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Penguins of Madagascar

The pacing is so zany, the jokes are so rapid-fire and the sight gags are so inspired that it’s impossible not to get caught up…

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Horrible Bosses 2

The law of diminishing returns, which has afflicted so many comedy sequels over the years, strikes again in “Horrible Bosses 2,” further proving that just…

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Ballad of Narayama

"The Ballad of Narayama" is a Japanese film of great beauty and elegant artifice, telling a story of startling cruelty. What a space it opens…

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Monsieur Hire

Patrice Leconte's "Monsieur Hire" is a tragedy about loneliness and erotomania, told about two solitary people who have nothing else in common. It involves a…

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Trash Humpers not banned, hump trash

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Part I (before I saw "Trash Humpers")

Google "Netflix" and "Trash Humpers" and the first result you'll get is this: Netflix - Watch Trash Humpers. The second result (dated October 20, 2010) is an article from Filmmaker Magazine headlined: "'Trash Humpers' too trashy for Netflix?" Note that the head is in the form of a question, because the article/post itself consists almost entirely of a promotional announcement from Drag City, the DVD distributor of "Trash Humpers," claiming that Netflix was refusing to carry the video, which (according to Amazon.com) was officially released September 21, 2010.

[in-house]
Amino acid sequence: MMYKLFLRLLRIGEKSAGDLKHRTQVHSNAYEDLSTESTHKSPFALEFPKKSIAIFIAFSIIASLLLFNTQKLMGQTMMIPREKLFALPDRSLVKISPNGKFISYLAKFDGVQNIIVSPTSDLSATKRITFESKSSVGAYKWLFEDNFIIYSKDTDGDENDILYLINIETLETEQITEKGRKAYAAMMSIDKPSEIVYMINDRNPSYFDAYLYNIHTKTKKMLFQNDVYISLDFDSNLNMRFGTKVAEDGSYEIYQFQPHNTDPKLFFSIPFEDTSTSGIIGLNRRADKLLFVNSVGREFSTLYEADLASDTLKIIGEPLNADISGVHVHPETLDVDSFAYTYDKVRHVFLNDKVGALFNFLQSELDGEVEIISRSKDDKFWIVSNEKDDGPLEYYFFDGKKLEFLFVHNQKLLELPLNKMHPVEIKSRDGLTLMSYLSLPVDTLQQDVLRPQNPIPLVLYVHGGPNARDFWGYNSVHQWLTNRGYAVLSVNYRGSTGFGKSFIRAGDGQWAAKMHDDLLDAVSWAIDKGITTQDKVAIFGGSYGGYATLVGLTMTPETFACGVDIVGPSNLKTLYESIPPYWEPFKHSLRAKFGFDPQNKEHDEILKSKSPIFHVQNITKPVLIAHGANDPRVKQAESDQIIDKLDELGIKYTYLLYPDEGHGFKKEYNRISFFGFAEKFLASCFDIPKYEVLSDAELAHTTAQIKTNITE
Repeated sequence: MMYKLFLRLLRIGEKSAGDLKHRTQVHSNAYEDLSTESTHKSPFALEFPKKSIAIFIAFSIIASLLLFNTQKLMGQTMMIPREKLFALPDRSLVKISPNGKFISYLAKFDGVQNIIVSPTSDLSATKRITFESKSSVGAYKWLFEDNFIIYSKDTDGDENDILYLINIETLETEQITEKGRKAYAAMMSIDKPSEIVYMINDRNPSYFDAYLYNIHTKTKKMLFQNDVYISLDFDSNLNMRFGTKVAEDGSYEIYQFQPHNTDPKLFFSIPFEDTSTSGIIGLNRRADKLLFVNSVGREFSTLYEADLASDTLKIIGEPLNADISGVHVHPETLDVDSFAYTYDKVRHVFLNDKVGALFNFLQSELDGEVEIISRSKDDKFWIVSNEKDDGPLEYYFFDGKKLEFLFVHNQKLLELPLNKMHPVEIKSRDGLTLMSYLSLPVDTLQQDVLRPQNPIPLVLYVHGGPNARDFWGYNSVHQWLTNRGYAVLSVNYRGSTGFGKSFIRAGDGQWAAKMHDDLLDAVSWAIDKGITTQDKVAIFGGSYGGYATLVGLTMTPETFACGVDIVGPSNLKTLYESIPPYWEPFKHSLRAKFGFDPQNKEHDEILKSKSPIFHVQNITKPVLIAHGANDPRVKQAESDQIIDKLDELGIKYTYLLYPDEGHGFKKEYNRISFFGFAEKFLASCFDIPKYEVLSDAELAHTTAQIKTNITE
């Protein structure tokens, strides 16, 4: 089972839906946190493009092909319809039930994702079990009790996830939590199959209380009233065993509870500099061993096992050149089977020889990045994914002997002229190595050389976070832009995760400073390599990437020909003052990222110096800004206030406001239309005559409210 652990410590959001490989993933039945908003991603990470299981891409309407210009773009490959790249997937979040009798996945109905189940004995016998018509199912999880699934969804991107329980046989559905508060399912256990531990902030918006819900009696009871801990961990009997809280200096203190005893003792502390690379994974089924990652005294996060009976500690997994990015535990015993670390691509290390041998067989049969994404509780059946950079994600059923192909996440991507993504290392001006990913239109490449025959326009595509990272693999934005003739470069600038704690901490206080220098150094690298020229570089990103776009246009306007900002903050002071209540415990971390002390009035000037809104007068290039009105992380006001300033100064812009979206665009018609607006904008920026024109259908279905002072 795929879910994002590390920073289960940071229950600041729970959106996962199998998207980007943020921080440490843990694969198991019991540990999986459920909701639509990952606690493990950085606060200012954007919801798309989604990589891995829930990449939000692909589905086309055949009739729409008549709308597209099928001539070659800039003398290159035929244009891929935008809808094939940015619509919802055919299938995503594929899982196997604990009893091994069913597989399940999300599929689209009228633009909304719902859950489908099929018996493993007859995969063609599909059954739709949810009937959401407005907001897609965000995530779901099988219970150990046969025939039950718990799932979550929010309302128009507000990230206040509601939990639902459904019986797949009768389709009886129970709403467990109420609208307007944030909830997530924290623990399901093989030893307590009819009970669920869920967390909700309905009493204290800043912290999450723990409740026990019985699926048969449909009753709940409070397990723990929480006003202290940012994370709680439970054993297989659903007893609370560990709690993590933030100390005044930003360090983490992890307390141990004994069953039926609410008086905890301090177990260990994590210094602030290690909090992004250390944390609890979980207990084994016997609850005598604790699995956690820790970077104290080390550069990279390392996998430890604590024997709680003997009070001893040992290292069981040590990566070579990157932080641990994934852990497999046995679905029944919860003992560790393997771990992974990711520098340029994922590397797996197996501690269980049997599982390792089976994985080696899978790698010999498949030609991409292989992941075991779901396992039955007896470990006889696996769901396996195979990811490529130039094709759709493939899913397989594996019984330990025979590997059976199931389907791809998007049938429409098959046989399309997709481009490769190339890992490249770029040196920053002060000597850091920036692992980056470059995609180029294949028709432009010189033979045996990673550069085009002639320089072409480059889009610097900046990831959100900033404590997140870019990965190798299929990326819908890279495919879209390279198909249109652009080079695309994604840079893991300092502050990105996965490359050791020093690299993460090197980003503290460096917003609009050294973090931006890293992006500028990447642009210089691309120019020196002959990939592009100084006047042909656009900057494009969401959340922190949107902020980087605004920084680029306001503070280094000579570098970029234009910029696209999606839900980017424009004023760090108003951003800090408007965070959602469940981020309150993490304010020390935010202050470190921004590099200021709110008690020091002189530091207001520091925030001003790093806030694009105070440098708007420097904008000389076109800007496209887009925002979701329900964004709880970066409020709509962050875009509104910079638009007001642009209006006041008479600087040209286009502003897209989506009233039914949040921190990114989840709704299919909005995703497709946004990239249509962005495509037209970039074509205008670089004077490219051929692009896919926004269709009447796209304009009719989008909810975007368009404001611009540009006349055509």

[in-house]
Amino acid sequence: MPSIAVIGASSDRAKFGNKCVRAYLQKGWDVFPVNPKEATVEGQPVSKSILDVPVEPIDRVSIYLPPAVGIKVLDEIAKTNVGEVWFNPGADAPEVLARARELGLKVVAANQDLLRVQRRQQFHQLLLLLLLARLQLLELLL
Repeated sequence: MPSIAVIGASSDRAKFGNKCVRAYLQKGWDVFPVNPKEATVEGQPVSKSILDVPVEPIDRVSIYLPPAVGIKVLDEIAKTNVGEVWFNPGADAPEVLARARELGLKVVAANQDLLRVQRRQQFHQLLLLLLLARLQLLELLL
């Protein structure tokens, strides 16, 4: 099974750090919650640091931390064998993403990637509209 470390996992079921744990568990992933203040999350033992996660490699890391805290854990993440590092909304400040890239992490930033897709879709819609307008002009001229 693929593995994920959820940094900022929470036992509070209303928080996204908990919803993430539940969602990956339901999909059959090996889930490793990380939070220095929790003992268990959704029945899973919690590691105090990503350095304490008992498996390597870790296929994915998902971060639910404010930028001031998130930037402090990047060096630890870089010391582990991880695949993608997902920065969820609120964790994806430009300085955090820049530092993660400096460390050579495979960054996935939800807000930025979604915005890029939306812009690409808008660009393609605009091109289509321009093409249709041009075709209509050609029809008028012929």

The press release was a useful publicity stunt (what do you expect for a Harmony Korine movie called "Trash Humpers"?), but how much truth it contained I haven't been able to determine, and I haven't been able to find any comments from anyone at Netflix. In its widely reprinted (but evidently unquestioned) October manifesto, Drag City said:

... Netflix has deemed the content of Trash Humpers to be too inappropriate for their subscribers to make it available to them. From their perspective, they may be right: they certainly know their subscribers and their tastes, and might have a better awareness of their breaking point (we thought that might have been fuckin' Avatar). So it's hard to fault them. But we do love a challenge! We don't expect Netflix to carry anything they don't want to, for whatever reason, but it reminds us that this is the price paid when we allow one entity to control the lion's-share of content distribution.

Drag City provided a link to "actual factual mom-and-pop DVD sales-and/or-rental stores" that were carrying "Trash Humpers," including Amazon.com, Newbury Comics and Amoeba.

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